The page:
Areas of Nursing

  1. Hey there, I was wondering if anyone could tell me which areas of nursing require little to none "cleaning" ie. bodily fluids etc. I know of public health, any others?

    I will appreciate it!
  2. Visit rajm profile page

    About rajm

    Joined: Dec '12; Posts: 50; Likes: 7


  3. by   NotReady4PrimeTime
    Um. You can't get to work in those areas without first doing the dirty work. It's part and parcel of nursing education. Sick people make messes. Even public health nurses are required to clean up after other people on occasion. About the only groups I can think of that are exempt are research nurses and nursing administrators.
  4. by   petethecanuck
    Not to mention (if you aren't already an RN) the years of clinicals you'll need to do in school where you pretty much will see some form of "cleaning" every shift.
  5. by   rajm
    Thank you for your replies!

    I was telling my friend the same thing (Asking on her behalf).
  6. by   loriangel14
    Oh one of those " I wanna be a nurse but not actually touch a patient" people?
  7. by   rajm
    She loves to help people (I know her very well), she just feels queezy around those situations. Might be just a beginning feeling, that will take time to get used to. I apoligize if the question came out in a negative way.

    Thanks again for the replies!
  8. by   Fiona59
    Sounds like she's meant to be a Social Worker or PT, OT
  9. by   Daisy_08
    I'll admit I gaged my first ever clinical day. But not since! Okay, maybe once...
  10. by   rajm
    Hey Fiona, she has always wanted to be a nurse, but I will tell her your suggestions!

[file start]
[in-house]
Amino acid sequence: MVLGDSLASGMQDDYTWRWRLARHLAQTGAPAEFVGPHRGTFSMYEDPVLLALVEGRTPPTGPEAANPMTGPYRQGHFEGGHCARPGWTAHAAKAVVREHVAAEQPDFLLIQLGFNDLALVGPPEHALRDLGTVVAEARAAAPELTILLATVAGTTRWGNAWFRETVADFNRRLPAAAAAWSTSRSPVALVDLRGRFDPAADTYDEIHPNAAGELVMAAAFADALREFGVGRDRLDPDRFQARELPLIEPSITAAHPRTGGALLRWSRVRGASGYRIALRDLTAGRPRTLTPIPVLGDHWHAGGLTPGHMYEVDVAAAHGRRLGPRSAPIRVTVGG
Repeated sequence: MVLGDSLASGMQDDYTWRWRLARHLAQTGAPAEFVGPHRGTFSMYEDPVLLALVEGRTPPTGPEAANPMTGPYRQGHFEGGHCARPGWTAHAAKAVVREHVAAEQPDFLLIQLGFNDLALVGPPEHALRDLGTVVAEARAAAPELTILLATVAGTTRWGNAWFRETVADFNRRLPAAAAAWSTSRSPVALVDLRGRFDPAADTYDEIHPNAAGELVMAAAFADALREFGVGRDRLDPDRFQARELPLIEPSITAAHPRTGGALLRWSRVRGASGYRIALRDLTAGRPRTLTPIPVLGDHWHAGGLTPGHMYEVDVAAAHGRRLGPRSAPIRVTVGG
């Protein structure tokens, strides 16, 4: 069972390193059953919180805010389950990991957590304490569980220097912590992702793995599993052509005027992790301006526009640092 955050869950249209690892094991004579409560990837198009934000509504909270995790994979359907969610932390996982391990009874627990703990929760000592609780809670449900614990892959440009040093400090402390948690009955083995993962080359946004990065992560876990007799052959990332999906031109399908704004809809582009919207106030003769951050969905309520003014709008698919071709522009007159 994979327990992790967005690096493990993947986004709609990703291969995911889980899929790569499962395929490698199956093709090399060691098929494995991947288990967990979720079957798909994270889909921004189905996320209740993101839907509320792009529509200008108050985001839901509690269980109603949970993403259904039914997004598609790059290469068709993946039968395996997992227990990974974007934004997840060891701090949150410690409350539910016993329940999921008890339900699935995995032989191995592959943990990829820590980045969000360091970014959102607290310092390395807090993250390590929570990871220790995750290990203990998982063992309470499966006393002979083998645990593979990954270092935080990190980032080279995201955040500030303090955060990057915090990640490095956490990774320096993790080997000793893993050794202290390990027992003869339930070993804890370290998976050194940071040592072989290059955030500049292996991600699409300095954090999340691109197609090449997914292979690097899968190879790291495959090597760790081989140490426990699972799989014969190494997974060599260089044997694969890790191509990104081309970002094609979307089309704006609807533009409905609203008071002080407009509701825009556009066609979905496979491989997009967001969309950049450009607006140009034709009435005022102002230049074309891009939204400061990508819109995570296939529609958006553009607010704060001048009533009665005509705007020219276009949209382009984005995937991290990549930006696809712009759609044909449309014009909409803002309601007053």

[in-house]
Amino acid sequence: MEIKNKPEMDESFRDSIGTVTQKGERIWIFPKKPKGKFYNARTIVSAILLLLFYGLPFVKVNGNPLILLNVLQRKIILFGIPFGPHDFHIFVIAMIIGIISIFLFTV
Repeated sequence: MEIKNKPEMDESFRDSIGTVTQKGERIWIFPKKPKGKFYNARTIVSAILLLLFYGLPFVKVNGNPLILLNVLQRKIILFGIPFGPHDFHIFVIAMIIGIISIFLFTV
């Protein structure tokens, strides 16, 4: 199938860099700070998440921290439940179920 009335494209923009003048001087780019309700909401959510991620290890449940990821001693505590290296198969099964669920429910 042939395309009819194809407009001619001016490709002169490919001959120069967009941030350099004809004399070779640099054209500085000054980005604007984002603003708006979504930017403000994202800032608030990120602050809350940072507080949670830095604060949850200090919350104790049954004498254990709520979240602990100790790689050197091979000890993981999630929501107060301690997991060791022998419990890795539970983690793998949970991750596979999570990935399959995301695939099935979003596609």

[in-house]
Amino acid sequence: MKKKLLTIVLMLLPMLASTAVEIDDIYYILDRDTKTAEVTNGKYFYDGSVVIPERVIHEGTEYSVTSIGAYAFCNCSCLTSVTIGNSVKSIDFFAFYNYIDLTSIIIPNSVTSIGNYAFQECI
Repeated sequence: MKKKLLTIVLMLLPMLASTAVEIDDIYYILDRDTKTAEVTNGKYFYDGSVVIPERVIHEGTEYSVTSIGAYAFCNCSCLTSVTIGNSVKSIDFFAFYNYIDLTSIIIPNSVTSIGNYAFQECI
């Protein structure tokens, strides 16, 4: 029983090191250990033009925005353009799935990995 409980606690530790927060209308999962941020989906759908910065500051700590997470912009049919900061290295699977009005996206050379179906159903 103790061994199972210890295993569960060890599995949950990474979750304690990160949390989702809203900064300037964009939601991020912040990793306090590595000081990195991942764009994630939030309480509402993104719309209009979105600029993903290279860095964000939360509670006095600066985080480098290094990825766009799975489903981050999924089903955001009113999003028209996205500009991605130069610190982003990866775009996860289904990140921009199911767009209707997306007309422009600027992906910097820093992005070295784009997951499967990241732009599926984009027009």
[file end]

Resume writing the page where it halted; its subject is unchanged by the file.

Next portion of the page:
Daisy, thank you for being honest! haha I shall pass that along as well
  11. by   Fiona59
    She needs to re-evaluate her dream.

    People always say there are many jobs in nursing that don't involve the "gross stuff". The reality is you have to make it through nursing school and your attitude towards providing care is evaluated. Patients can sense who is just going through the motions.

    Then there are the "you go girl" posters who list tons of jobs that don't involve direct patient care. Yes, those jobs exist but not everywhere. Hospitals are unionized and seniority plays a big part in who gets what job. Then there the need to accomodate injured nurses who can't work the floor and guess where those nurses go?

    Reality checks suck. If she wants to invest two or four years of her life to become a nurse, she has to be able to face the nasty bits. There is no shame or disgrace in admitting you rethought your plans. Looking back, I wanted to be a nurse right out of Grade 12. My Mum talked me out of it and I came to it late in life when it was time to retrain after raising my family. Know what? My Mum was right, I couldn't have done it in my early 20s but the life experience I gained by my 40s got me through it.

    Dreams change, I wanted to be a stewardess, a ballerina, a nurse, a librarian, and a teacher. I've done 3 out of 4.